“Further, camps help children’s brains and mindsets to stay ‘on track’ – whether it be through routines or through camp curriculum,” said Wong. “Some camps offer fun school work, which prevents children from forgetting academic skills that were learned within the past year. Some children may need extra remediation, and the summer is a great time for children to boost their fluency skills (i.e. multiplication facts).”
All summer camps can help youngsters develop their social skills, especially if they’ve had a tough time making friends at school, and if they were bullied or perhaps bullies themselves.
Wong said many children can benefit from learning how to be a good friend, i.e., reading social cues and developing skills for solving interpersonal problems.
She added: “In my experience, children who continue to follow a routine throughout the summer, either in camps or schedules set at home, have an easier time readjusting to school in the fall.”
Here’s a sampling of specialty camps in the borough that may be a good fit for your child. Remember that he or she should be part of the decision-making process, if possible.
At local specialty camps, lucky campers can explore the arts and much more, learn important team skills, while playing a variety of sports, and get ready for the future, with intriguing technology programs or stimulating academics.
All Star Studios (For future performers)
108-21 72nd Ave. (4th fl.), Forest Hills
Sign up now for summer classes–limited space available.
Theatre Arts Center New York
222-05 56th Ave., Bayside
Contact: Robert Laconi
Three great programs for youth and teens to explore Acting, Musical Theater, Dance and the Performing Arts in a supportive, and creative camp atmosphere, with all the benefits of being in the Theater Capital of the World.
Ivy Day School
65-01 Kissena Blvd. Flushing
70-44 Kissena Blvd. Flushing
104-70 Queens Blvd., Forest Hills
Art and creativity, music and dance for ages 2-5. Essential skills for a lifetime of achievements with fun, stimulating activities. Along with access to computer, art and indoor playrooms, kids learn English, math, science, foreign language, social studies, music, and dance.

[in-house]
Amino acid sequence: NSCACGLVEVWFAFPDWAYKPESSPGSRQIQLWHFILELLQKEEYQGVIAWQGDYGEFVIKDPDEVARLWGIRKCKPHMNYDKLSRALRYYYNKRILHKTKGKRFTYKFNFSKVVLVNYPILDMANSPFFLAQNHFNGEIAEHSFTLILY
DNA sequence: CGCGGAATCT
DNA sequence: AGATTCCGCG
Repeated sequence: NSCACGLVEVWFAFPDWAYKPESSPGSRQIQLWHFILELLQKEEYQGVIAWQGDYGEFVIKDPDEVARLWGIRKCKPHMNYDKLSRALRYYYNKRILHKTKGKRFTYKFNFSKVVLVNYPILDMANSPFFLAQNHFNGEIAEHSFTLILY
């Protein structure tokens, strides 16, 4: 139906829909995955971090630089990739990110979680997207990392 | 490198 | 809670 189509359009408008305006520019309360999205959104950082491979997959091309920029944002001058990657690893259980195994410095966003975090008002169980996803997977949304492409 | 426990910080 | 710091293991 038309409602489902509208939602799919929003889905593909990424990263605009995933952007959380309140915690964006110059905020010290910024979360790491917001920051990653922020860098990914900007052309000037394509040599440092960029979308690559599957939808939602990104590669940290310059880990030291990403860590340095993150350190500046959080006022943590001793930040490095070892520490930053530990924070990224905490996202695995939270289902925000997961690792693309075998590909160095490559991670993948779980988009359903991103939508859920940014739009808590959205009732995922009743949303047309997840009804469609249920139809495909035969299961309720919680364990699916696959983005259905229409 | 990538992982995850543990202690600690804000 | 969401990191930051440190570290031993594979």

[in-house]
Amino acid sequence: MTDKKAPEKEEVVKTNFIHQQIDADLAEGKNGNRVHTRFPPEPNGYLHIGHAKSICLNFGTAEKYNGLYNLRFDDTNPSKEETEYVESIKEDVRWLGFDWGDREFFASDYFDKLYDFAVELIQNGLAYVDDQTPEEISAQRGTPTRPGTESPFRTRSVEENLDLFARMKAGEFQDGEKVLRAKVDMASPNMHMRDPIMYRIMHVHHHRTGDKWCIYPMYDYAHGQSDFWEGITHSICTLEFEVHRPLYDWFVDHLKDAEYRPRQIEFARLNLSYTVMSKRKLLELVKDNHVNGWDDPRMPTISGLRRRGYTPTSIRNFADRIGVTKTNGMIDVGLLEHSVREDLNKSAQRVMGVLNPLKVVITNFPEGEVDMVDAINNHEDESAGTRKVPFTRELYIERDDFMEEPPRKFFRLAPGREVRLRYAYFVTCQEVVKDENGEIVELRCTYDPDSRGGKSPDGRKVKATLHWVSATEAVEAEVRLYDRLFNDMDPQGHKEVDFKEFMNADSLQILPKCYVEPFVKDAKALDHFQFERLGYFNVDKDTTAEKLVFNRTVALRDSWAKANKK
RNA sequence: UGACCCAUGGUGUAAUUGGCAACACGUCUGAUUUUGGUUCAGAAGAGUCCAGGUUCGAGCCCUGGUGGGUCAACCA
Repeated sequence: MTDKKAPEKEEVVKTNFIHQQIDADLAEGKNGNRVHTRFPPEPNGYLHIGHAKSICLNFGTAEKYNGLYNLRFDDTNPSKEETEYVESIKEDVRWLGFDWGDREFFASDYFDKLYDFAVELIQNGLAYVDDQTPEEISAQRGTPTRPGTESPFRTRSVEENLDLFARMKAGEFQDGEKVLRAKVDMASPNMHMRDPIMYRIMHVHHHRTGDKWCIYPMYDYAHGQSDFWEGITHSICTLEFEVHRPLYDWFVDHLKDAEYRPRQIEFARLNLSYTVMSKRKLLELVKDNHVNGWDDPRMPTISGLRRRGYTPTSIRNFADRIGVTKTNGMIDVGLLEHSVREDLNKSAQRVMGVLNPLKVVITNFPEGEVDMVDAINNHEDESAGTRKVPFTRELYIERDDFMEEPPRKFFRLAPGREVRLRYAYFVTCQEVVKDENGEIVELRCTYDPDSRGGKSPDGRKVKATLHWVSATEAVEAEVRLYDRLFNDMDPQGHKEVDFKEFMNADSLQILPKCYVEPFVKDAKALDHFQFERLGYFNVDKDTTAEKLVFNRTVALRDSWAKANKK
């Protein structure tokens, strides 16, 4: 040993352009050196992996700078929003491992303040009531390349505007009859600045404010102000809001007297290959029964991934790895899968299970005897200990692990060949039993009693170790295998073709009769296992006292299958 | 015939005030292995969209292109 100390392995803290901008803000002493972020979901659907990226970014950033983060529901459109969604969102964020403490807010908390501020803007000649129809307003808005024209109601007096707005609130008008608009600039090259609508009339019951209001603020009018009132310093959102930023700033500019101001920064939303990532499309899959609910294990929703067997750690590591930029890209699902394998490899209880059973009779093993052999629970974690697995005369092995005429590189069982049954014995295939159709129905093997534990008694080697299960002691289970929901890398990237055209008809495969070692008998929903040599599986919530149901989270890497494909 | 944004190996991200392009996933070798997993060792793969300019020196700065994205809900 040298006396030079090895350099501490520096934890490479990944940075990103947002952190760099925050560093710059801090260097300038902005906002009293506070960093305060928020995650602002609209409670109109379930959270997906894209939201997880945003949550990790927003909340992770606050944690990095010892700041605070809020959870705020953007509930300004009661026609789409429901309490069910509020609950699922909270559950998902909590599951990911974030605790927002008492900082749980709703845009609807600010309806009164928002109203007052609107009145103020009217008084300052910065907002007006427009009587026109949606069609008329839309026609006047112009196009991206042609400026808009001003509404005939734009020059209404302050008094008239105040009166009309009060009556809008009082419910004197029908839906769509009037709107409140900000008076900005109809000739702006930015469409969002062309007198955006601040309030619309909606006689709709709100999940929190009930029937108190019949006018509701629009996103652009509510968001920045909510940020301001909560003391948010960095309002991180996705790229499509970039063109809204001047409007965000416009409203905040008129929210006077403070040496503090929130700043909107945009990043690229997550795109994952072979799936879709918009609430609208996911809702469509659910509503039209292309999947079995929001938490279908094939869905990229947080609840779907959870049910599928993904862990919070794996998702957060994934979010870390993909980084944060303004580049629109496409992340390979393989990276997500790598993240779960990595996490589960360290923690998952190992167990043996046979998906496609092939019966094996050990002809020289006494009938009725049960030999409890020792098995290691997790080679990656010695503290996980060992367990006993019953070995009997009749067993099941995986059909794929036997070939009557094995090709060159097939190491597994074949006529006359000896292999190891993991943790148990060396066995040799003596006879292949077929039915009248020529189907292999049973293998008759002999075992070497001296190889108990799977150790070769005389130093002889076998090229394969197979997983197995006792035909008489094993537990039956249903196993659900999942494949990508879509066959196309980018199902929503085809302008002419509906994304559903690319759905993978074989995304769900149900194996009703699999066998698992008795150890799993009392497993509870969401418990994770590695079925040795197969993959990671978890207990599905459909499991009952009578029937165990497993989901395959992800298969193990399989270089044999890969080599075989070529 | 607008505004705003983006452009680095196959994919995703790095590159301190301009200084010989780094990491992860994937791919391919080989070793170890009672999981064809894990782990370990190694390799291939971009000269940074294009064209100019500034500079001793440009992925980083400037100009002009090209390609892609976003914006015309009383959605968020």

Rainbow Child Development Center
250-21 Northern Blvd., Little Neck
77-40 164th St., Fresh Meadows
133-20 Avery Ave, Flushing
132-25 Pople Ave, Flushing
Academically challenging, high-quality early childhood programs. Register now for the new summer NYC Gifted and Talented prep program.
36-35 Bell Blvd. LL102, Bayside
Kids can sing, dance, enjoy hands-on experiments, or become chess masters…etc., while improving their cognitive skills, developing character strengths, expanding their creativity and becoming global citizens. Summer academic camp (K-5), and more.
NYU Summer Program for Kids
At The College of New Rochelle, New Rochelle
Enrollment is limited.
The only seven-week, therapeutic day program in the NY area for children ages 7-11 with ADHD. The program is designed to improve children’s self-esteem and help them build confidence in the social, academic, and team sports situations. It also helps children with ADHD and behavior disorders improve classroom behavior, sports competence, rule following, and frustration tolerance, as well as friendship, coping, and problem-solving skills.
The program addresses three key components of a child’s life—home, academics, and recreation environments. Our methods are grounded in the latest research, and our clinical psychologists continually evaluate the program to help each child. Clinical psychologists and qualified teachers supervise undergraduate and graduate-level counselors. Our staff-to-child ratio is 1 to 1.5. The program is directed by Karen Fleiss, Ph.D., a nationally renowned clinical psychologist and expert in the treatment of children with ADHD.
Appletree Day Care Center
73-20 Bell Blvd., Bayside
73-12 197th St., Fresh Meadows
Using developmentally appropriate practices, the camp helps kids succeed socially and academically, (from infants through pre-K)
Lana’s Gymnastic Summer Camps
71-25 Main St., Flushing
Queens Gymnastics Camp
106-06 Queens Blvd., Forest Hills
Christ The King Summer Camps
68-02 Metropolitan Ave., Middle Village
Four exciting summer camps for all ages and interests: Soccer, basketball, cheerleading, dance, drama, karate, cooking, arts, water slides. On-site math and ELA programs available. Come for a week or the whole summer!
Samuel Field Y Day Camp
58-20 Little Neck Parkway
Little Neck, NY
Phone – 718.225.6750
Teen Programs (8th-11th Grade); Programs for Children with Special Needs; Tween Camps (6th & 7th Grade); Elementary Camps (K-5th Grade); Nursery Camp.
33-16 79th St., Jackson Heights
Try a different creative theme activity each week. Optional extended day, door-to-door transportation, and flexible three, four, or five days per week available, full- and half-days.